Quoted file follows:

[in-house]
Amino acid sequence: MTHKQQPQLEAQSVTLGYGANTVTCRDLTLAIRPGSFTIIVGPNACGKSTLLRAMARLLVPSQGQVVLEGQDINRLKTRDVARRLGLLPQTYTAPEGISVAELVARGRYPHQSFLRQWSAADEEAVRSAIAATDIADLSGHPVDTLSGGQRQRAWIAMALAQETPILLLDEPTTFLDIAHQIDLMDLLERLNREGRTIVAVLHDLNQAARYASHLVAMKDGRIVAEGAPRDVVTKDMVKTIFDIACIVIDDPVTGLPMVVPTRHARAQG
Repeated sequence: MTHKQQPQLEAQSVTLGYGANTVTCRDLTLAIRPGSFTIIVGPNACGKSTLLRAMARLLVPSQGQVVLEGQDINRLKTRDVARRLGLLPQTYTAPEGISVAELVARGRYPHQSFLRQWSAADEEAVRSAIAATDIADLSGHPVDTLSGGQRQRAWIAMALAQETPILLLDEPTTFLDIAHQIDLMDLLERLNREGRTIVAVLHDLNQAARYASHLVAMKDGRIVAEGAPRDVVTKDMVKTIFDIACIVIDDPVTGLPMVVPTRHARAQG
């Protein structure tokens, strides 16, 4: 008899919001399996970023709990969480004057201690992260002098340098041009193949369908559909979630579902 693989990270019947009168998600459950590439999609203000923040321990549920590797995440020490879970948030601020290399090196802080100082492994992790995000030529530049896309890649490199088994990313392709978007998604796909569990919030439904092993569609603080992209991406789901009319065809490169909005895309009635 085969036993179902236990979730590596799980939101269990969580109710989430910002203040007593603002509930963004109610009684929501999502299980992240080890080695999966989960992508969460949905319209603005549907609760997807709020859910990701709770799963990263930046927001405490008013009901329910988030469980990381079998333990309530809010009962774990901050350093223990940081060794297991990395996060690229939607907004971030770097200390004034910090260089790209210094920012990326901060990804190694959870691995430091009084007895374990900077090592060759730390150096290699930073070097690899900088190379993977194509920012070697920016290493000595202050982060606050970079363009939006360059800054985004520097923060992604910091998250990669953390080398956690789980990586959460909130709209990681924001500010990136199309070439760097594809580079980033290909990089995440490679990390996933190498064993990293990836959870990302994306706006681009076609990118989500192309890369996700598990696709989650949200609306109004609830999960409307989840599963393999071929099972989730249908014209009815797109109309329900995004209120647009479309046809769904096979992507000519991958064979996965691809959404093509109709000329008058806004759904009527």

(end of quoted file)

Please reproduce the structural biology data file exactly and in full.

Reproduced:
[in-house]
Amino acid sequence: MTHKQQPQLEAQSVTLGYGANTVTCRDLTLAIRPGSFTIIVGPNACGKSTLLRAMARLLVPSQGQVVLEGQDINRLKTRDVARRLGLLPQTYTAPEGISVAELVARGRYPHQSFLRQWSAADEEAVRSAIAATDIADLSGHPVDTLSGGQRQRAWIAMALAQETPILLLDEPTTFLDIAHQIDLMDLLERLNREGRTIVAVLHDLNQAARYASHLVAMKDGRIVAEGAPRDVVTKDMVKTIFDIACIVIDDPVTGLPMVVPTRHARAQG
Repeated sequence: MTHKQQPQLEAQSVTLGYGANTVTCRDLTLAIRPGSFTIIVGPNACGKSTLLRAMARLLVPSQGQVVLEGQDINRLKTRDVARRLGLLPQTYTAPEGISVAELVARGRYPHQSFLRQWSAADEEAVRSAIAATDIADLSGHPVDTLSGGQRQRAWIAMALAQETPILLLDEPTTFLDIAHQIDLMDLLERLNREGRTIVAVLHDLNQAARYASHLVAMKDGRIVAEGAPRDVVTKDMVKTIFDIACIVIDDPVTGLPMVVPTRHARAQG
């Protein structure tokens, strides 16, 4: 008899919001399996970023709990969480004057201690992260002098340098041009193949369908559909979630579902 693989990270019947009168998600459950590439999609203000923040321990549920590797995440020490879970948030601020290399090196802080100082492994992790995000030529530049896309890649490199088994990313392709978007998604796909569990919030439904092993569609603080992209991406789901009319065809490169909005895309009635 085969036993179902236990979730590596799980939101269990969580109710989430910002203040007593603002509930963004109610009684929501999502299980992240080890080695999966989960992508969460949905319209603005549907609760997807709020859910990701709770799963990263930046927001405490008013009901329910988030469980990381079998333990309530809010009962774990901050350093223990940081060794297991990395996060690229939607907004971030770097200390004034910090260089790209210094920012990326901060990804190694959870691995430091009084007895374990900077090592060759730390150096290699930073070097690899900088190379993977194509920012070697920016290493000595202050982060606050970079363009939006360059800054985004520097923060992604910091998250990669953390080398956690789980990586959460909130709209990681924001500010990136199309070439760097594809580079980033290909990089995440490679990390996933190498064993990293990836959870990302994306706006681009076609990118989500192309890369996700598990696709989650949200609306109004609830999960409307989840599963393999071929099972989730249908014209009815797109109309329900995004209120647009479309046809769904096979992507000519991958064979996965691809959404093509109709000329008058806004759904009527």